ACP, LLC seeks FERC’s permission to build pipeline

Atlantic Coast Pipeline, LLC said it considered more than 3,000 miles of potential routes and made hundreds of route adjustments based on discussions with landowners, public officials and others. The proposed, but not yet final route shown on this map traverses 81 miles in West Virginia. Map courtesy of Dominion Energy
Atlantic Coast Pipeline, LLC said it considered more than 3,000 miles of potential routes and made hundreds of route adjustments based on discussions with landowners, public officials and others. The proposed, but not yet final route shown on this map traverses 81 miles in West Virginia. Map courtesy of Dominion Energy

Atlantic Coast Pipe-line, LLC, (Atlantic) formally applied to the Federal Energy Regulatory Commission (FERC) September 18 for permission to build a 564-mile interstate natural gas transmission pipeline.
Four major U.S. energy companies – Dominion, Duke Energy, Piedmont Natural Gas and AGL Resources – formed Atlantic Coast Pipeline, LLC, to build and own the proposed Atlantic Coast Pipeline (ACP).
The Federal Energy Regulatory Commission is being asked to certify the public benefit and necessity of the project.
The FERC and a number of participating agencies will examine a broad number of issues, including public safety, air quality, water resources, geology, soils, wildlife and vegetation, threatened and endangered species, land and visual resources, cultural and historic resources, noise, cumulative impacts and reasonable alternatives.
According to a press release from Dominion, the pipeline would transport abundant natural gas supplies from Harrison County in West Virginia, southeast through Virginia with an extension to Chesapeake, Virginia, and south through central North Carolina to Robeson County.
Pending regulatory approval, construction is expected to begin in the second half of 2016 and the pipeline is expected to be in service in the fourth quarter of 2018.
The 30,000-page application, environmental resource reports and exhibits – a stack of paper more than 10 feet tall – is the culmination of an extensive study by Dominion and outside experts and includes public input concerning the best route to bring the much-needed energy to Virginia and North Carolina. Atlantic considered more than 3,000 miles of potential routes and made hundreds of route adjustments based on discussions with landowners, public officials and others. Atlantic has participated in more than 60 public meetings involving thousands of interested individuals, agencies and organizations.
“We are committed to excellence in every aspect of this important project,” said Diane Leopold, president of Dominion Energy. “We will continue to work with landowners, government and community leaders, regulators and others to address concerns and refine the project.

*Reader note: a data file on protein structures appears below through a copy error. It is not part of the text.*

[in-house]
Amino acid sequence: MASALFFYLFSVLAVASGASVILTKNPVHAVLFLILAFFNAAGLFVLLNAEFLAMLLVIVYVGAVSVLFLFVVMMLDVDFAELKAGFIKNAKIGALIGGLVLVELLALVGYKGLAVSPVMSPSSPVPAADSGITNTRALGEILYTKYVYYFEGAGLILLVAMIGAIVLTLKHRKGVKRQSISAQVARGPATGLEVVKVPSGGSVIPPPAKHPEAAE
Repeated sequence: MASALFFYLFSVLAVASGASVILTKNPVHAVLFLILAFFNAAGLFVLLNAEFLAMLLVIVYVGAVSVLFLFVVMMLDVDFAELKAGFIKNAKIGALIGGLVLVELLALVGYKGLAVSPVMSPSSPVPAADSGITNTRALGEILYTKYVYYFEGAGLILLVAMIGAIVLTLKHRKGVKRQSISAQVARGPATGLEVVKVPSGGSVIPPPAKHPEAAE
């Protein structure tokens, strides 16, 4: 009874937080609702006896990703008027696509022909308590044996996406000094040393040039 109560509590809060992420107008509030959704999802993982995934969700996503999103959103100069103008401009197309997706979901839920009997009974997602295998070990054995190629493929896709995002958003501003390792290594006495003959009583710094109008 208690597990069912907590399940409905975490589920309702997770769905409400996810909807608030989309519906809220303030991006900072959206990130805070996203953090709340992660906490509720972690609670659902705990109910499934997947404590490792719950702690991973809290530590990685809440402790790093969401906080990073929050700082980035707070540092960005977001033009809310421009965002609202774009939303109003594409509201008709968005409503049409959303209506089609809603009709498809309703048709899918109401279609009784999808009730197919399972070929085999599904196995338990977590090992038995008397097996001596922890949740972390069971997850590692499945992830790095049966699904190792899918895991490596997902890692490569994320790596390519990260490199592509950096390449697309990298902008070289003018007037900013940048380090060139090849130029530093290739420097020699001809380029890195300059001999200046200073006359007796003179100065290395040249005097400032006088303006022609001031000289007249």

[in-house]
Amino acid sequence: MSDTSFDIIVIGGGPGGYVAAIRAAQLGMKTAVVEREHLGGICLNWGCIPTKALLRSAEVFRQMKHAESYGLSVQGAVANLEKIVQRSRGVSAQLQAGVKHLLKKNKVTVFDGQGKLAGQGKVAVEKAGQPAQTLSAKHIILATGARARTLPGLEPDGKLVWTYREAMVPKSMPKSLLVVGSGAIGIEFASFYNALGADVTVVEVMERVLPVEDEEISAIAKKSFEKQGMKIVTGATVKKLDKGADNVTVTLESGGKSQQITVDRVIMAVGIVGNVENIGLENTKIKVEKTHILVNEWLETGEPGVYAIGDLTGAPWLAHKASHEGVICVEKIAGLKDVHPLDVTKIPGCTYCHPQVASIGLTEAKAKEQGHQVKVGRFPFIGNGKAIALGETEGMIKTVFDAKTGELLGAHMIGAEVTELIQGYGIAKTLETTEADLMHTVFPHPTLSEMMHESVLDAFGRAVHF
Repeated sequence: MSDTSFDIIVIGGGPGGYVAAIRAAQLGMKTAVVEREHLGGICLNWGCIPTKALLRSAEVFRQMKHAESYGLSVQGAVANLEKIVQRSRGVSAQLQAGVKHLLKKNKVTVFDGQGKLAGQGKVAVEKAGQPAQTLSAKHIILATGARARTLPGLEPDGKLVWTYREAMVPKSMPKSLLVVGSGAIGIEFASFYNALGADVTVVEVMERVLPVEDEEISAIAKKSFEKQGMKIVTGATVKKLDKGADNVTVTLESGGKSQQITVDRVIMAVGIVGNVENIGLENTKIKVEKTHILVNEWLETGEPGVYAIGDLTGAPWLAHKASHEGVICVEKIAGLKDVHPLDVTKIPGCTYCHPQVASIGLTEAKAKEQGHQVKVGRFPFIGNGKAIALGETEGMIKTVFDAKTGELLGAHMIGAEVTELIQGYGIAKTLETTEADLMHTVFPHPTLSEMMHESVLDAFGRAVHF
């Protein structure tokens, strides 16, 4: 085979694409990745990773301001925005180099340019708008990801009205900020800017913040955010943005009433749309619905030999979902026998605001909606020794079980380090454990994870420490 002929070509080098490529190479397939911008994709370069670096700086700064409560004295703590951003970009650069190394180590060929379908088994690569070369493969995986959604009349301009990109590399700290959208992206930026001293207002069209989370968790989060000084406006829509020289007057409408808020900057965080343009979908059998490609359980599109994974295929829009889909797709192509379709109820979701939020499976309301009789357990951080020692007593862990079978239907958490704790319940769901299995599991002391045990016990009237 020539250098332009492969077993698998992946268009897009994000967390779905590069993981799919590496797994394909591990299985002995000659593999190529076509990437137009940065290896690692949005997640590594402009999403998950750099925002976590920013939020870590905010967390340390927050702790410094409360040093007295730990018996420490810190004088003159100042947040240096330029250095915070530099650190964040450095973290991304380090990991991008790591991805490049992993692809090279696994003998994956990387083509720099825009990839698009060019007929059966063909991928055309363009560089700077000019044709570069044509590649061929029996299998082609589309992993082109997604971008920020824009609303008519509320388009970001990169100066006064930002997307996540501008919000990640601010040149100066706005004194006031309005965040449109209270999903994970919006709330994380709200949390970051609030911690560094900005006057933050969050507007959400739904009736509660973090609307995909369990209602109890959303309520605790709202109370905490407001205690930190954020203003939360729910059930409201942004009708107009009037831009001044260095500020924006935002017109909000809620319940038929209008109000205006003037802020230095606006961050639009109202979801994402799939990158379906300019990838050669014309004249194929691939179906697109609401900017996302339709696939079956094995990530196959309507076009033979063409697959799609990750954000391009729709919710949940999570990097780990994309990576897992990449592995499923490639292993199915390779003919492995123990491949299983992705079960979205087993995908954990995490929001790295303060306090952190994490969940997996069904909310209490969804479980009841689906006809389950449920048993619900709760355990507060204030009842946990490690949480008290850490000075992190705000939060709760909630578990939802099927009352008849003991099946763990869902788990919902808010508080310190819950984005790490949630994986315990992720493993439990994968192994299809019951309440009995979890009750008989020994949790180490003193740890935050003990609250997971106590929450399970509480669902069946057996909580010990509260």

Atlantic has strong support from West Virginia Governor Earl Ray Tomblin, Virginia Governor Terry McAuliffe and North Carolina Governor Pat McCrory as well as other federal, state and local officials.
In addition, a three-state coalition of more than 150 business and labor organizations – EnergySure –  recently announced its support for the project and the economic development that it is projected to create.
Dominion owns 45 percent of Atlantic; Duke Energy, 40 percent; Piedmont, 10 percent; and AGL Resources, five percent. Utility subsidiaries and affiliates of all four companies plus PSNC Energy have signed on as customers of the pipeline. Ninety-six percent of the pipeline’s capacity is subscribed by these companies.
Virginia Natural Gas, the subsidiary of AGL Resources in Hampton Roads, says it needs more natural gas to meet customer demand especially during peak times in Chesapeake and Virginia Beach, two of Virginia’s most heavily populated cities.
 
For Piedmont Natural Gas, Atlantic will provide access to abundant, low-cost natural gas supplies from a geographically diverse production region and will help the company meet growing demand for natural gas in its Carolina markets.
 
“Finding markets for the abundant natural gas supply in West Virginia is a positive step, and I remain optimistic that we will be able to capitalize on the gas and its byproducts to expand manufacturing in our state,” West Virginia Governor Earl Ray Tomblin said. “As this process continues, I look forward to working with officials from Dominion and their partners to ensure appropriate community involvement and maximize opportunities to provide natural gas service to areas of West Virginia that need it.”
The filing consists of the application and finals of the environmental Resource Reports concerning Water Use and Quality, Fish, Wildlife and Vegetation, Cultural Resource, Socioeconomics, Geological Resources, Soils, Land Use, Recreation and Aesthetics, Air and Noise Quality, Route Alternatives, Reliability and Safety and PCB Contamination.
The proposed route will traverse 81 miles in West Virginia, 287 miles in Virginia, including a lateral route to Hampton Roads; and 196 miles through North Carolina.
When completed, the permanent 75 foot pipeline easement, permanent above ground facility sites and access roads will total 5,187 acres.
 
Dominion has completed surveying about 85 percent of a proposed route that meets the operational and reliability needs while minimizing the impact on the environment as well as historical and cultural resources. Atlantic will file supplemental information with the FERC when surveying is completed and propose a final route.
 
 
 

more recommended stories